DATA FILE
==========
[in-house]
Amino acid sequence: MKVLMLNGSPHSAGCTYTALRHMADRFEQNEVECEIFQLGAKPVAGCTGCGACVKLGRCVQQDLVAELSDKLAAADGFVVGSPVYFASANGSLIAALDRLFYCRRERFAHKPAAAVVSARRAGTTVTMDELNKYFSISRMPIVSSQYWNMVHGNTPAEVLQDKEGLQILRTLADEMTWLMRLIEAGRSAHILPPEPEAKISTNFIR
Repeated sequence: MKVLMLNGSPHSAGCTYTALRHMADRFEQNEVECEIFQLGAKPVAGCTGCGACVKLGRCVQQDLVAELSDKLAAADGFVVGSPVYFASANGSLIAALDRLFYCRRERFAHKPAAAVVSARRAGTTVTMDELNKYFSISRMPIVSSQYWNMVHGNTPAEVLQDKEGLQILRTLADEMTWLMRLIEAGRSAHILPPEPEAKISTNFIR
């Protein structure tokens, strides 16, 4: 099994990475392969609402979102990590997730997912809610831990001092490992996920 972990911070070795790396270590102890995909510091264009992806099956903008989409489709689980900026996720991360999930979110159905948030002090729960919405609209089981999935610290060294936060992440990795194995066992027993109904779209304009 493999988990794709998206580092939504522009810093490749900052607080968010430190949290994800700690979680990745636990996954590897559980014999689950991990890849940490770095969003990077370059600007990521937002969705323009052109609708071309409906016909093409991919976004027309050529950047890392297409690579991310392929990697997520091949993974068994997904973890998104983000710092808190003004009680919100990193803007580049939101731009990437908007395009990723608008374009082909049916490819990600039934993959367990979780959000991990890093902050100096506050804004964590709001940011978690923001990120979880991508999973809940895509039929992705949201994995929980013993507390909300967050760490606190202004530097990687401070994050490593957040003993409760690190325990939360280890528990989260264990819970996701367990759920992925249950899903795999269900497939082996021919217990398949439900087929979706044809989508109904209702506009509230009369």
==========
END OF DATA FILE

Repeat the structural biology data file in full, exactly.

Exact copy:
[in-house]
Amino acid sequence: MKVLMLNGSPHSAGCTYTALRHMADRFEQNEVECEIFQLGAKPVAGCTGCGACVKLGRCVQQDLVAELSDKLAAADGFVVGSPVYFASANGSLIAALDRLFYCRRERFAHKPAAAVVSARRAGTTVTMDELNKYFSISRMPIVSSQYWNMVHGNTPAEVLQDKEGLQILRTLADEMTWLMRLIEAGRSAHILPPEPEAKISTNFIR
Repeated sequence: MKVLMLNGSPHSAGCTYTALRHMADRFEQNEVECEIFQLGAKPVAGCTGCGACVKLGRCVQQDLVAELSDKLAAADGFVVGSPVYFASANGSLIAALDRLFYCRRERFAHKPAAAVVSARRAGTTVTMDELNKYFSISRMPIVSSQYWNMVHGNTPAEVLQDKEGLQILRTLADEMTWLMRLIEAGRSAHILPPEPEAKISTNFIR
């Protein structure tokens, strides 16, 4: 099994990475392969609402979102990590997730997912809610831990001092490992996920 972990911070070795790396270590102890995909510091264009992806099956903008989409489709689980900026996720991360999930979110159905948030002090729960919405609209089981999935610290060294936060992440990795194995066992027993109904779209304009 493999988990794709998206580092939504522009810093490749900052607080968010430190949290994800700690979680990745636990996954590897559980014999689950991990890849940490770095969003990077370059600007990521937002969705323009052109609708071309409906016909093409991919976004027309050529950047890392297409690579991310392929990697997520091949993974068994997904973890998104983000710092808190003004009680919100990193803007580049939101731009990437908007395009990723608008374009082909049916490819990600039934993959367990979780959000991990890093902050100096506050804004964590709001940011978690923001990120979880991508999973809940895509039929992705949201994995929980013993507390909300967050760490606190202004530097990687401070994050490593957040003993409760690190325990939360280890528990989260264990819970996701367990759920992925249950899903795999269900497939082996021919217990398949439900087929979706044809989508109904209702506009509230009369």